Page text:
By this time, Hermon had caught up with us.  But we soon left him behind on the downhill from the pass.  It was warming up quickly, however, and by the time we reached Mitchell, we were dragging.  Mitchell is a hole in the wall at the bottom of a valley with a population of 200 (or so they claim) and it was hot!  We bought provisions and ate lunch with half a dozen other bikers in the town park.  Mitchell's hotel caters to bicyclists, and most of the others decided to stay put in Mitchell overnight, so they could tackle the steep hill out of town in the cool of the day.  But I couldn't talk Jack into sticking around, so we left everyone else behind at three in the afternoon.  The climb was excruciatingly hot, and I had to stop every few minutes for a swig of water.  The air is so dry, we go through water like mad.  My two water bottles carry about a quart, and that lasts 10-20 miles in this country.

Ups and downs
We had a lot of ups and downs today.

Once over the top, though, it was clear sailing down the road that followed winding Rock Creek.  We covered another 12 miles or so before finding a place to set up our tent.  It was on an island in the creek (at least, it would have been an island if the water had been higher) that was just large enough to hold the tent and our bikes.  After supper we bathed in the creek.  That's the first time I've skinny-dipped twenty feet from a U.S. highway!

Camp in the creek
Our camp on the island in the creek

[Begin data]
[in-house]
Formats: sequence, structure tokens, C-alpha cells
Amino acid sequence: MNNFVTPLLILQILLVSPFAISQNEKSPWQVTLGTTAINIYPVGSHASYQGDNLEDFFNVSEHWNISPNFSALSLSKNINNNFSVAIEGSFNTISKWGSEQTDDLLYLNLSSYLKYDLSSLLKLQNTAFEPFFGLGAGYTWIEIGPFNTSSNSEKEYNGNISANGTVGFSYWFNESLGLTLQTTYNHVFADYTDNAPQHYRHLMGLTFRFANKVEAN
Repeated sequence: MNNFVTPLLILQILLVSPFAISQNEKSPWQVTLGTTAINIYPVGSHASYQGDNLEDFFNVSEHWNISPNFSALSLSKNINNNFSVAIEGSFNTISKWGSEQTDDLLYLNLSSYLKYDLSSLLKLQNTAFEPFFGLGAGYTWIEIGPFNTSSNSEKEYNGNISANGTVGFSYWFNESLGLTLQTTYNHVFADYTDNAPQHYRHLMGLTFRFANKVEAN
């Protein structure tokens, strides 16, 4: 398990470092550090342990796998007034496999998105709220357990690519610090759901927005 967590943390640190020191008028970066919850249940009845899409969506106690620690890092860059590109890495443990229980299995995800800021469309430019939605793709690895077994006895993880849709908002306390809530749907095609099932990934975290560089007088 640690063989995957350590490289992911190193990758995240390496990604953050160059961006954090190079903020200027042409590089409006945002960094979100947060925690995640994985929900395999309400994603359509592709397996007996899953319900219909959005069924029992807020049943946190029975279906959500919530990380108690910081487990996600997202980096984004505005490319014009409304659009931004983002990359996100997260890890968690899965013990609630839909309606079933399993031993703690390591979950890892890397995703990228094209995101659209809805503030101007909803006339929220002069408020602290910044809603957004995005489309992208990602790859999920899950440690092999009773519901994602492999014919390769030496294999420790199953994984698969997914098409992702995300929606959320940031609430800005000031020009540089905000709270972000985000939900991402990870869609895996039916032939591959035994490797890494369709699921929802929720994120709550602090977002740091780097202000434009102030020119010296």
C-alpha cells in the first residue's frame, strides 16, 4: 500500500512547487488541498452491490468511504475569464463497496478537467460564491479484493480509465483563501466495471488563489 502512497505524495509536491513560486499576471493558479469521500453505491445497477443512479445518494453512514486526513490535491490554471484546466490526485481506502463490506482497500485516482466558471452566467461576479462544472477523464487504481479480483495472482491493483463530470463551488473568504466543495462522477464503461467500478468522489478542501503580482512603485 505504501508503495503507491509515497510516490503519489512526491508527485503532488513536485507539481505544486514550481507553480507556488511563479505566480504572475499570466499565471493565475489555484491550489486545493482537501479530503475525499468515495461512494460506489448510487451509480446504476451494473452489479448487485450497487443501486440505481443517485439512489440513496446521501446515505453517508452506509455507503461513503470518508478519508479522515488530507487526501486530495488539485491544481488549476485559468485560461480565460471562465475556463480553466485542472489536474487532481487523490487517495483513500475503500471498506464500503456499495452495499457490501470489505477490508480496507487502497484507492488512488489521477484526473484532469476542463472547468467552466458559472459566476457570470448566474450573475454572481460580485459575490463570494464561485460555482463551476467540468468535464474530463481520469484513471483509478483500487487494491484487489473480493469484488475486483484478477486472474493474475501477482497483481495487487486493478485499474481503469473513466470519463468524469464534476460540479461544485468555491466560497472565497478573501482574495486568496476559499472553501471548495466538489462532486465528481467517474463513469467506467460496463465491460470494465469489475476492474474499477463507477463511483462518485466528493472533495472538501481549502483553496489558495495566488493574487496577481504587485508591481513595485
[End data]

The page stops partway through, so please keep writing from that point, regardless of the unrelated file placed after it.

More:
We covered only 58 miles today.  But after the climb out of Mitchell, that was plenty.

Sunday, June 28, 1981

7. Ochoco Lake, Oregon

Day 7:  Sunday, June 28, 1981

McKenzie Pass to Ochoco Lake:  72 miles

It wasn't hard to wake up at the crack of dawn - we were freezing.  Getting out of bed was another matter.  The wash cloth I had hung out had frozen stiff, and ice drops flew off the tent fly as we took it down.  Luckily, it was too cold out for the mosquitoes.   Nevertheless, we decided to forego breakfast until it had warmed up a little.

McKenzie Pass was more like a meadow - in fact, its old name was Summit Prairie.  After the long climb up, the downhill on the other side was great - although not nearly as long, since we descended only about 2000'.  The change in climate was immediately apparent:  the Cascades trap moisture on their western side, and the central and eastern parts of Oregon are quite arid.  Whereas Douglas fir and hemlock dominated the western slopes, the eastern slopes held great stands of Ponderosa pine.

Several of the most active volcanoes in recent geological history are a few miles to the east of McKenzie Pass.  Their lava flows are hundreds of feet thick, and consist of the broken, porous rock known as "aa" lava.  The lava flows stretch for miles, and presented quite an obstacle to the pioneers' travel.  Vegetation on the flows is practically nonexistent - only a few dwarfed trees - and foot travel across the lava is treacherous.

lava beds
The lava beds stretch for miles